• Took Wal-Mart sales from $16 billion to $165 billion
      • Lee Scott
        • Replaced David Glass as CEO in 2000
        • Started working for Wal-Mart in 1989
        • Served as Director of Transportation and President of Wal-Mart stores
      • Kevin Turner
        • Current CIO and Senior Vice President
      • Randy Mott
        • Former CIO and Senior Vice President
        • Advanced the EDI
    • 66. Wal-Mart and Mattel
      • Being a supplier to Wal-Mart is a two-edged sword. They are a phenomenal but tough customer as they demand excellence.
      • Wal-Mart invested early and heavily in a system to identify and track sales on an individual item level.
      • This made its IT infrastructure a key competitive resource that has been studied and copied by companies around the world.
      • “ Wal-Mart changed the face of business.”
      • First major company to share sales and inventory data with suppliers.
    • 67. Wal-Mart
      • Treats its suppliers as business partners.
      • Implemented a collaborative planning, forecasting and replenishment system.
      • Results in lower inventory carrying costs for both Wal-Mart and its suppliers.
      • Wal-Mart’s margins can be far lower than other retailers’ because they have such an efficient supply chain.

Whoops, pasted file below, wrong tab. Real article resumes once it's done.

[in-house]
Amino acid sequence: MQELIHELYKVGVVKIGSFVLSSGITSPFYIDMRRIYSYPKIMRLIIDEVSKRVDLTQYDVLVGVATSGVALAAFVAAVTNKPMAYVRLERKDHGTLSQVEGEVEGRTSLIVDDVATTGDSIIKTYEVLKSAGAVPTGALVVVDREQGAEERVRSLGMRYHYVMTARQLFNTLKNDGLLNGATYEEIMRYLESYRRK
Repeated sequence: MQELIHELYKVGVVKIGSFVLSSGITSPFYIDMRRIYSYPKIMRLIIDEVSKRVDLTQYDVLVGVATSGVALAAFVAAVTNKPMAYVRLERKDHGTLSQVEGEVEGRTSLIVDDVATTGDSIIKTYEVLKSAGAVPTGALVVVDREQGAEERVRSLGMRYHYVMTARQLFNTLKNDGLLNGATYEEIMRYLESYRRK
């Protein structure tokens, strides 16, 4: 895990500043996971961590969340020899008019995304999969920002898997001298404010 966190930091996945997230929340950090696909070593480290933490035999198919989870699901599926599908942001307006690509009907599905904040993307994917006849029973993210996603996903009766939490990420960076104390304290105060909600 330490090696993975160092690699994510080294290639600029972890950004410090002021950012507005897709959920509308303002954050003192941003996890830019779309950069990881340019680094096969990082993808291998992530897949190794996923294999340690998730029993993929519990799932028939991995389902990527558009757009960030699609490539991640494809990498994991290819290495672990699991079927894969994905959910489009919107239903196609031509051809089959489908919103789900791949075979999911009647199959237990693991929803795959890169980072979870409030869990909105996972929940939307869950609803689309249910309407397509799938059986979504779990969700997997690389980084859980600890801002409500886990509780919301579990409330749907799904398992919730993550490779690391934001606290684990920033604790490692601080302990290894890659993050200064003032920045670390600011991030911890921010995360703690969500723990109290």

• Key to Wal-Mart’s success is that it gets buy-in from its suppliers to an incredible degree.
    • 68. Mattel Perspective
      • Having sales data on a specific toy dictates ramping up or shutting down manufacturing.
      • Having data on a daily or hourly basis is necessary to figure out what is selling best and where to tailor manufacturing.
      • The greatest efficiencies will appear when the kind of trusting mutually beneficial relationship that Mattel has with Wal-Mart is duplicated with the rest of the company’s retail customers.
    • 69. McKesson and CVS
      • McKesson is the largest US distributor of pharmaceuticals, heath care products and medical/surgical supplies.
      • CVS is a leading drug retail chain who wants better integration with McKesson’s systems.
      • This dictates a much closer relationship between the two companies with McKesson even taking responsibility form CVS stock levels.
      • This requires seamless business process integration between the two companies and new applications that link CVS to McKesson’s operations department.
    • 70. Solectron Corp.
      • SCM theory contends that technologically driven improvements in inventory management especially through “just-in-time” production, direct online sales and supply chain management will result in increased efficiency and tailored output to match demand.